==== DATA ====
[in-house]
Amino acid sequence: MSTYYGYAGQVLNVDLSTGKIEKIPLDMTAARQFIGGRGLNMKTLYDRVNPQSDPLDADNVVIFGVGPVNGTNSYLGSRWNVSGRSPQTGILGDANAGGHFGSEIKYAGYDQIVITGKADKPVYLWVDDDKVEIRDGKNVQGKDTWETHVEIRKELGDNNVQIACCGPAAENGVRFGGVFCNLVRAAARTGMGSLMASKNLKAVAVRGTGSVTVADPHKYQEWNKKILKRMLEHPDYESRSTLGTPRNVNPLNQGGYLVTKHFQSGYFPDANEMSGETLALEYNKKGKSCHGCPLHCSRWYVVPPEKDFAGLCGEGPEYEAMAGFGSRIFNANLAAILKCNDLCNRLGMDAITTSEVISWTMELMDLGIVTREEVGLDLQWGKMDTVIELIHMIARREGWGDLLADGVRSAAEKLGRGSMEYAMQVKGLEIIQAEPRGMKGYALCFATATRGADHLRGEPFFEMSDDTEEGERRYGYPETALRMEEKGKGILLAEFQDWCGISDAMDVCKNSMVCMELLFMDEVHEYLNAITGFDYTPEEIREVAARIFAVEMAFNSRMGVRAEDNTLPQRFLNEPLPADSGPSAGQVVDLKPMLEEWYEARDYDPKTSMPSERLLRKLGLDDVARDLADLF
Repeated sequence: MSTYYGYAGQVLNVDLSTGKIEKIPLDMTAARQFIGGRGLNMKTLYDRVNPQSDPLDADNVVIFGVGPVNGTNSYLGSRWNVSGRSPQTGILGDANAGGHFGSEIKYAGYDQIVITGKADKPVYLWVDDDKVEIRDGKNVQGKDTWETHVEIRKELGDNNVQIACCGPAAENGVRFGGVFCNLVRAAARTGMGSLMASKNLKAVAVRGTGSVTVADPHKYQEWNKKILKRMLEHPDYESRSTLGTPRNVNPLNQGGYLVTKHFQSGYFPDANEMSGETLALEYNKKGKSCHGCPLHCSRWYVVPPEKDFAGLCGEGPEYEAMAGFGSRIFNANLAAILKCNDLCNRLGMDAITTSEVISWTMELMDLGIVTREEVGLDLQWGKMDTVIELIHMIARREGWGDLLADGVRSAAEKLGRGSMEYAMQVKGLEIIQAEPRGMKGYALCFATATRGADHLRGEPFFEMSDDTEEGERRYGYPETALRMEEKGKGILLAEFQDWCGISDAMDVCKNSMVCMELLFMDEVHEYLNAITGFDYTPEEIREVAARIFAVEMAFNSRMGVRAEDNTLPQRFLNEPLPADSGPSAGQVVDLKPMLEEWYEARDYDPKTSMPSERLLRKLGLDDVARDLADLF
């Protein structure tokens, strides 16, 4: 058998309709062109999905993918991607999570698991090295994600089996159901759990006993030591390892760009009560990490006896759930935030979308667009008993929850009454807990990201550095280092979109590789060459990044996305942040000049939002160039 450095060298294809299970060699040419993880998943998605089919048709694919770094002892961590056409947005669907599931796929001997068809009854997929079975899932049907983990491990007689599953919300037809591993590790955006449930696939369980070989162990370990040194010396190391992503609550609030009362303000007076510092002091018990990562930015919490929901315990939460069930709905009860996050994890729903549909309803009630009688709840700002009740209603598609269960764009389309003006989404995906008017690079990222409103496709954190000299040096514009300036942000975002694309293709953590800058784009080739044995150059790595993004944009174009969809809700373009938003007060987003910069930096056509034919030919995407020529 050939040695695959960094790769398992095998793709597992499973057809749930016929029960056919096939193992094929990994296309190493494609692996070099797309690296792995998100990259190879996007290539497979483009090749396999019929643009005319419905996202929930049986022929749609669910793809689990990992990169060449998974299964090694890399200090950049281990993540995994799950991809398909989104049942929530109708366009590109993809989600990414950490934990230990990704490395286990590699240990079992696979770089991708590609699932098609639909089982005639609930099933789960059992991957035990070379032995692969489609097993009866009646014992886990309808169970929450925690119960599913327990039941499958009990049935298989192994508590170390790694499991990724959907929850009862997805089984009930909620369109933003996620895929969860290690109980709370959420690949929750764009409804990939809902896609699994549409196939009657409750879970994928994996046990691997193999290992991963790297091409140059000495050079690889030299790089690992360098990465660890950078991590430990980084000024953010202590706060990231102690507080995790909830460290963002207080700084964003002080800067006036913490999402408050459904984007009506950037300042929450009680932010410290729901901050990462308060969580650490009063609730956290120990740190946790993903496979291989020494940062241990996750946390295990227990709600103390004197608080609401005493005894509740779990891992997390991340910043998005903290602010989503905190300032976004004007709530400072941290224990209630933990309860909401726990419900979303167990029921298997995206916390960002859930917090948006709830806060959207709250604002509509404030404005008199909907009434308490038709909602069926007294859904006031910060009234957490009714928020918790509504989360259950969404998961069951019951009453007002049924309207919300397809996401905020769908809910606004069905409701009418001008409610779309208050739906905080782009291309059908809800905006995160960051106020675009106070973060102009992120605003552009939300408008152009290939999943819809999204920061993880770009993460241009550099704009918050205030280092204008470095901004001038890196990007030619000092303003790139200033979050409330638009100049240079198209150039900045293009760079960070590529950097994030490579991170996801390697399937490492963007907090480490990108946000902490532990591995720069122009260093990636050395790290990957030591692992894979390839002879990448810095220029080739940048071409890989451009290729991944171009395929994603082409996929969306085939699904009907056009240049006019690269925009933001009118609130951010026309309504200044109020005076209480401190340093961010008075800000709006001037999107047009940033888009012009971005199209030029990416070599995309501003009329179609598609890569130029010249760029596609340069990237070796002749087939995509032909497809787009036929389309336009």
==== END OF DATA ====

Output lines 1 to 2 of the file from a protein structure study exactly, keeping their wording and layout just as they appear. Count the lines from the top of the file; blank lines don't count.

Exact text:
[in-house]
Amino acid sequence: MSTYYGYAGQVLNVDLSTGKIEKIPLDMTAARQFIGGRGLNMKTLYDRVNPQSDPLDADNVVIFGVGPVNGTNSYLGSRWNVSGRSPQTGILGDANAGGHFGSEIKYAGYDQIVITGKADKPVYLWVDDDKVEIRDGKNVQGKDTWETHVEIRKELGDNNVQIACCGPAAENGVRFGGVFCNLVRAAARTGMGSLMASKNLKAVAVRGTGSVTVADPHKYQEWNKKILKRMLEHPDYESRSTLGTPRNVNPLNQGGYLVTKHFQSGYFPDANEMSGETLALEYNKKGKSCHGCPLHCSRWYVVPPEKDFAGLCGEGPEYEAMAGFGSRIFNANLAAILKCNDLCNRLGMDAITTSEVISWTMELMDLGIVTREEVGLDLQWGKMDTVIELIHMIARREGWGDLLADGVRSAAEKLGRGSMEYAMQVKGLEIIQAEPRGMKGYALCFATATRGADHLRGEPFFEMSDDTEEGERRYGYPETALRMEEKGKGILLAEFQDWCGISDAMDVCKNSMVCMELLFMDEVHEYLNAITGFDYTPEEIREVAARIFAVEMAFNSRMGVRAEDNTLPQRFLNEPLPADSGPSAGQVVDLKPMLEEWYEARDYDPKTSMPSERLLRKLGLDDVARDLADLF